Umeå is sometimes referred to as the “City of Birch Trees”, after the trees that were planted along every street following a devastating fire in 1888. Most of the city was burnt to the ground in the blaze, and two-thirds of the town’s three thousand inhabitants lost their homes. In the rebuilding which soon began apace, two wide esplanades, one of which is Rådhusesplanaden, were constructed to act as fire breaks and help prevent such a disaster happening again. A decree was then handed down stating that the birch was the most suitable tree to add life to the town’s newly reconstructed streets; even today, the city council places ads for free trees in the local papers and provides free birch saplings every spring to anyone who wants them.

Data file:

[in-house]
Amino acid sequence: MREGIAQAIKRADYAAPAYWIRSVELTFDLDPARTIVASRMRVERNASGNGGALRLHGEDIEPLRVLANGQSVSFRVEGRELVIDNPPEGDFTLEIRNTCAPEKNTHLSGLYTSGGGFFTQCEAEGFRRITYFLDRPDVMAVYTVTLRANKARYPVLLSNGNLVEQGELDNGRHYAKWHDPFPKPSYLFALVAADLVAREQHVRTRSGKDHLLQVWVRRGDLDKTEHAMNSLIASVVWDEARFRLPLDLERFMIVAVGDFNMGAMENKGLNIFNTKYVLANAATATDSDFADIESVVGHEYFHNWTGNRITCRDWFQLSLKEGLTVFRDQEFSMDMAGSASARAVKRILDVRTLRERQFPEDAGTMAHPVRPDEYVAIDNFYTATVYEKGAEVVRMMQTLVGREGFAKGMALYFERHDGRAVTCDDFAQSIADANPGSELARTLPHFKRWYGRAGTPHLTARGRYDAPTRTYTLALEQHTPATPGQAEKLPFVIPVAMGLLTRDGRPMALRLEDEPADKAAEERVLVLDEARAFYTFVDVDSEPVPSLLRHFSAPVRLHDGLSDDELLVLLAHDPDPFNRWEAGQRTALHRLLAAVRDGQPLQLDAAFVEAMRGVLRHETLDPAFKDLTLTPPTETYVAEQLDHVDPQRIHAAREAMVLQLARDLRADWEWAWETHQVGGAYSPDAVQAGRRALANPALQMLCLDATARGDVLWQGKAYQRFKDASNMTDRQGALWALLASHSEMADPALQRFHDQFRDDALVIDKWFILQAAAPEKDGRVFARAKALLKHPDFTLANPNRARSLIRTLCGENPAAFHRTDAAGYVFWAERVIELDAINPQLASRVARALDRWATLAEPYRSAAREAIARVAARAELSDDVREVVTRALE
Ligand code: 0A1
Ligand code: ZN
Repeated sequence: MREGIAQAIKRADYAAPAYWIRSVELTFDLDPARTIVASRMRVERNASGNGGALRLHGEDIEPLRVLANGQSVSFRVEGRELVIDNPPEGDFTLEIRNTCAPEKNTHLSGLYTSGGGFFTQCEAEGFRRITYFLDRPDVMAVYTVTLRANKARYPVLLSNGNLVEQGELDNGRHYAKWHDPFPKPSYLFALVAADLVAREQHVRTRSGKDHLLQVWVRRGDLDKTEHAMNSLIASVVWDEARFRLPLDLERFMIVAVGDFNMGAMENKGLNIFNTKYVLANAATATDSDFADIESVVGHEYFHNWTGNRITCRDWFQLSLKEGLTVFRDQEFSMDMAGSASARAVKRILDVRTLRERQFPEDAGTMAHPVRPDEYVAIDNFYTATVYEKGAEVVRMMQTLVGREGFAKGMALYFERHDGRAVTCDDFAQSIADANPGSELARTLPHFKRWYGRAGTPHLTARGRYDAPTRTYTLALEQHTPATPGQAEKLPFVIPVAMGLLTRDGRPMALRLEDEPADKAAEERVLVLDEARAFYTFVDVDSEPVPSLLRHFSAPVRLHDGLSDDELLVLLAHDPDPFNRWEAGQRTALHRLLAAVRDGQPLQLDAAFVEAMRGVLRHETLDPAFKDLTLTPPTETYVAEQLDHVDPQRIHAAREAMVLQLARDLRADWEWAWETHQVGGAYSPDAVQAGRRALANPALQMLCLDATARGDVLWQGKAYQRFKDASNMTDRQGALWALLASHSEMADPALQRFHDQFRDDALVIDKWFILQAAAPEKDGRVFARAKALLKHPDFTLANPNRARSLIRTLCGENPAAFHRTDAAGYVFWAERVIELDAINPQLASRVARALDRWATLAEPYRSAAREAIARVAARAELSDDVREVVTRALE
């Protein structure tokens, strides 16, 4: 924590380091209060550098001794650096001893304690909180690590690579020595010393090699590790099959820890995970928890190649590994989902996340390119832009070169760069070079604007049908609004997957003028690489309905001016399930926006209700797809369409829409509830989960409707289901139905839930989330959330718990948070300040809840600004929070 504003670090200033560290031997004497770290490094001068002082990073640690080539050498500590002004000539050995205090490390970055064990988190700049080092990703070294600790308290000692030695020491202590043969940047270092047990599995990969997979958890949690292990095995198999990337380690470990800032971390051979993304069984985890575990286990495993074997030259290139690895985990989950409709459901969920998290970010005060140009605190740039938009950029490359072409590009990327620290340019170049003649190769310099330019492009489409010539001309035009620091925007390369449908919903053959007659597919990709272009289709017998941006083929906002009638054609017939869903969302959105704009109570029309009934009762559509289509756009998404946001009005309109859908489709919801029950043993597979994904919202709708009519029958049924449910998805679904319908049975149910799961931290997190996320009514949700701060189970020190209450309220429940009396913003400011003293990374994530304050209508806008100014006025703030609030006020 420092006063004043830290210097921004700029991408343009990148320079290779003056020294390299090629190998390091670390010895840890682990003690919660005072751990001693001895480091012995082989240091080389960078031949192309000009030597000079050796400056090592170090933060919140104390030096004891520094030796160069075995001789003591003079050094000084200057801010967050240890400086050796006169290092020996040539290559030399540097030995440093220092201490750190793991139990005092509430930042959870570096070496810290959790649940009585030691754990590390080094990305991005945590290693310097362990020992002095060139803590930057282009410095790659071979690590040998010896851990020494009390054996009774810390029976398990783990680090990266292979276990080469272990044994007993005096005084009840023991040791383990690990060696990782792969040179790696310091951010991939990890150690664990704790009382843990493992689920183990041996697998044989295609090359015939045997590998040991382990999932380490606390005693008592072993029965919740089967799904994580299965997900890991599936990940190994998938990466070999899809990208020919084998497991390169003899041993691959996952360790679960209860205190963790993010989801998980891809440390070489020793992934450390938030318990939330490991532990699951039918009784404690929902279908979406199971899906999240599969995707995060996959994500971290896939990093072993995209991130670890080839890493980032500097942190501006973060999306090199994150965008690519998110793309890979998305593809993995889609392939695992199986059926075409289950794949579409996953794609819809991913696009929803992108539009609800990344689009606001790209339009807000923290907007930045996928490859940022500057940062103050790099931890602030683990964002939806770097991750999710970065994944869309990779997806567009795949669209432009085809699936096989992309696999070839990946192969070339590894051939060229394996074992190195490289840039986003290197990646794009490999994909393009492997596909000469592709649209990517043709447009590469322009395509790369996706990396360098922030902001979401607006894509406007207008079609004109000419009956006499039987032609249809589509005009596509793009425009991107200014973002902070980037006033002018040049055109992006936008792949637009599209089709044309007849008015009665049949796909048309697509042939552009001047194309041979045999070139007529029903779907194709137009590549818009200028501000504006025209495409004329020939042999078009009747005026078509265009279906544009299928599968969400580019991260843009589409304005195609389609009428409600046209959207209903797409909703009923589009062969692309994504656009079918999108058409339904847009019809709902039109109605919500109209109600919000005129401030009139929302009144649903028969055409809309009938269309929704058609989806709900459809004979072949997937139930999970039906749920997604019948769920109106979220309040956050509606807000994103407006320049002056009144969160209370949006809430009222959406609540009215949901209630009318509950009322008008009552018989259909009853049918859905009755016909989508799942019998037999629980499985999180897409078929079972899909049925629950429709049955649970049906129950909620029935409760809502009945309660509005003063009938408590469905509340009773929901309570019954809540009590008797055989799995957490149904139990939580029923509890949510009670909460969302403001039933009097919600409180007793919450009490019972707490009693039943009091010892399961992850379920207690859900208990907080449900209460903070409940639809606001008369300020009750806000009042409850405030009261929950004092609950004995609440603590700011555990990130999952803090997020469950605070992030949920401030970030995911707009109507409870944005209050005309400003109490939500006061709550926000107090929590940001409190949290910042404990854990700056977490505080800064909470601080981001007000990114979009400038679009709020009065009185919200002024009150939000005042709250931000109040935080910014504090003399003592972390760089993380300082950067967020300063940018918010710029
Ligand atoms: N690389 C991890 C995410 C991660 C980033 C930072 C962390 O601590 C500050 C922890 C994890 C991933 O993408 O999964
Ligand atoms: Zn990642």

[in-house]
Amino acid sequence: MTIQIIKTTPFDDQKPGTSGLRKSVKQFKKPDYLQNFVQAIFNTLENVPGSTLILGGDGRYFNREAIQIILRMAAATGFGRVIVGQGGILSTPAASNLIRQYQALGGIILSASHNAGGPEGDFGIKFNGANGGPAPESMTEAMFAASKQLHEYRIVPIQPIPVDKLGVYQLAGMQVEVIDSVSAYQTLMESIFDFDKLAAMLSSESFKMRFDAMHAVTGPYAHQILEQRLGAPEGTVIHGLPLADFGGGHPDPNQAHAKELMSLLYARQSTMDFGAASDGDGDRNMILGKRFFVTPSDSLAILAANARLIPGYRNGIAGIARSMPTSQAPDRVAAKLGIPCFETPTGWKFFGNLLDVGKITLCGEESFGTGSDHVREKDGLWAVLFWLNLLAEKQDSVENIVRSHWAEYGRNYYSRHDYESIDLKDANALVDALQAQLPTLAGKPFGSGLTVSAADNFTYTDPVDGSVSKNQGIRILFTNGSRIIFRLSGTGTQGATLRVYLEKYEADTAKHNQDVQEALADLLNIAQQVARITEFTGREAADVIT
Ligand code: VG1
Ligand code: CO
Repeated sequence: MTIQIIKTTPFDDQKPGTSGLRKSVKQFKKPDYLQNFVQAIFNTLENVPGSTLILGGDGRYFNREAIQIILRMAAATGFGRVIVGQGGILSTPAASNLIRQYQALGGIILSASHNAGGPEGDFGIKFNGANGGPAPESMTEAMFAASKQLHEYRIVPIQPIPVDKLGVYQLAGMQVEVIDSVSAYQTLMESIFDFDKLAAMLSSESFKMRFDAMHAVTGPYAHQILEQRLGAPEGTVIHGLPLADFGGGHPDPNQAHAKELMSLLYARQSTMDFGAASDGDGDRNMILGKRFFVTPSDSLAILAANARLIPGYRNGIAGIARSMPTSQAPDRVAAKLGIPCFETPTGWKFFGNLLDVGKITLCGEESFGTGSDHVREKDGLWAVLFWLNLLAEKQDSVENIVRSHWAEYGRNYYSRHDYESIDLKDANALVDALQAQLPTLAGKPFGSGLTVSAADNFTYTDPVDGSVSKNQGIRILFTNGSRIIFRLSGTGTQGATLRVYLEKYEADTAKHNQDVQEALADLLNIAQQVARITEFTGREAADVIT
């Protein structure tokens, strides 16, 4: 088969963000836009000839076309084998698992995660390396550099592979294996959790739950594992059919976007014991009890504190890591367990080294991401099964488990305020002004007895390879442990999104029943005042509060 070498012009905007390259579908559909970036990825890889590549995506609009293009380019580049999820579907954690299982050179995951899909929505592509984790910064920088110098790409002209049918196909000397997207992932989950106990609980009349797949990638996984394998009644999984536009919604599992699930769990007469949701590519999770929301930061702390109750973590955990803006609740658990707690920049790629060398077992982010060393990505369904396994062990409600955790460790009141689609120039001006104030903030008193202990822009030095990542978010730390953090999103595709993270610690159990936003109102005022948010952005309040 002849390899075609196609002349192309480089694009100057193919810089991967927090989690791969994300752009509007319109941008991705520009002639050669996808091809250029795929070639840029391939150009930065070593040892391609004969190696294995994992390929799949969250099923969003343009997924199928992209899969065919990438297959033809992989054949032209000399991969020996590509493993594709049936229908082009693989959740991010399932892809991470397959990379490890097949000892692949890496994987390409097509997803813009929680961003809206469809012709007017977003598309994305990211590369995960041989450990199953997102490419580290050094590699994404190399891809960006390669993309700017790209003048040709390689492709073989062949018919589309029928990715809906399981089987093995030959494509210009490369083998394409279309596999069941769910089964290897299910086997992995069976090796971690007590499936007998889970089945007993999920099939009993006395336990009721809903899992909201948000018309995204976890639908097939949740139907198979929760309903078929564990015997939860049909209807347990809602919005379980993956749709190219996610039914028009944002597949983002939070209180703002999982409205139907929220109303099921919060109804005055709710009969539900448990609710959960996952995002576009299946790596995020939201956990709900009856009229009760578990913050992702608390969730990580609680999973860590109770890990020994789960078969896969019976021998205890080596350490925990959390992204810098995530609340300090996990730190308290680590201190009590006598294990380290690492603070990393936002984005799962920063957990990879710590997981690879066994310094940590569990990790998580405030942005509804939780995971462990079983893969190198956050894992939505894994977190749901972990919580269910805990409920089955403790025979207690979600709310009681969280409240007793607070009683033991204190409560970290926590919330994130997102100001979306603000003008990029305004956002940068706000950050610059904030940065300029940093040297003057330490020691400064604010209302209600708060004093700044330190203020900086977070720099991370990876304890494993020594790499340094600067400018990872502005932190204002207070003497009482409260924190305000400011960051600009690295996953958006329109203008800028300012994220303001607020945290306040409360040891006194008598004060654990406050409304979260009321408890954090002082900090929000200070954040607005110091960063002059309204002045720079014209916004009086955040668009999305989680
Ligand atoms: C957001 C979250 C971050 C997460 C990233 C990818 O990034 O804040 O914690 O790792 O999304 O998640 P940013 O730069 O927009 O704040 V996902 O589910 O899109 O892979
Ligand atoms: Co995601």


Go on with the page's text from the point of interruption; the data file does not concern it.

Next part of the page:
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You’ll soon be able to stay at the ICEHOTEL throughout the year

You’ll soon be able to stay at the ICEHOTEL throughout the year

The ICEHOTEL, constructed from snow and ice each year, has long been Swedish Lapland’s blockbuster attraction. It features in our list of the top 21 things to…

19 Apr 2016 • Eleanor Aldridge insert_drive_file Article
Trail-running in the stunning Swedish countryside

Trail-running in the stunning Swedish countryside

Ros Walford goes leaping over granite rocks to give you the lowdown on Sweden’s only coastal trail-running race.  What is this strangely named Icebug Xperie…

09 Nov 2015 • Ros Walford insert_drive_file Article
Scandinavia for first-timers: 7 ideas for short breaks

Scandinavia for first-timers: 7 ideas for short breaks

On the face of it, Scandinavia isn’t a very sensible place for a holiday. For one thing, it’s almost always going to be colder than the place you’re leavi…

09 Oct 2015 • Steve Vickers insert_drive_file Article
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